A keen follower of sport and Knox gave me some background on the relations between Gayle and other West Indian cricketers, and the largely white male media who are knowledgable insiders. It was suggested that there’s a general fed-upness at the perceived latitude enjoyed by Gayle and his colleagues in the matter of their public behaviours: words such as antics, and they can get away with anything because they’re charismatic, were used. Being completely ignorant of just about everything to do with cricket I can offer no opinion, but Knox’s piece does read as if he’s reacting to the straw that broke the camel’s back, rather than the singular McLaughlin incident.

If Knox wanted to make the point that sexist behaviour resembles racist behaviour in the capacity of both to dehumanise their targets, he surely could have achieved this in one sentence of patois. How do you feel, Chris Gayle, he might have asked, when someone speaks to you thus. Angry? Humiliated? Demeaned? Well, that’s exactly how women feel when you speak to them as you did to Mel. Or something along those lines.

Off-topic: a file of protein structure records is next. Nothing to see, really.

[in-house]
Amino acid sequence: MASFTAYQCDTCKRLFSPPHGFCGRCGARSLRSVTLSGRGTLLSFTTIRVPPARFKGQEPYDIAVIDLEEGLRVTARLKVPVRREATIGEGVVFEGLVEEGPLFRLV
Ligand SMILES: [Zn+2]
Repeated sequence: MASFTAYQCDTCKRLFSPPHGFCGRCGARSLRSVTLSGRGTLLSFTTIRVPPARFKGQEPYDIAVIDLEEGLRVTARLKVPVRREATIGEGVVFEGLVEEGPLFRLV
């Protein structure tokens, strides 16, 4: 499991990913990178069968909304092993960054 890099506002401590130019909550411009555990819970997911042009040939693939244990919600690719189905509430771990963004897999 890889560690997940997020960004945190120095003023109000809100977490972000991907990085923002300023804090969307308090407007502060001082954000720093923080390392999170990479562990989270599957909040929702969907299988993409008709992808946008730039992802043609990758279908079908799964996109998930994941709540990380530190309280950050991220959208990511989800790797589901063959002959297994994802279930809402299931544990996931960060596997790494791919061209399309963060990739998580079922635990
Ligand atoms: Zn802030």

A good parody will achieve its goal with the minimum and very subtle use of how do you like it when. Persist in the lesson for an entire article and you sound like an enraged bully.

For mine, I do not need white knights coming to my rescue by attacking misogynists on the basis of their race. The most awful experiences I’ve had with sexism have involved white males, and quite what race has to do with misogyny I don’t know. Privileged white males seem equally capable of behaving badly towards women as do males of any other skin colour.  Misogyny is about power, entitlement, ignorance and infantility, not the colour of a man’s skin.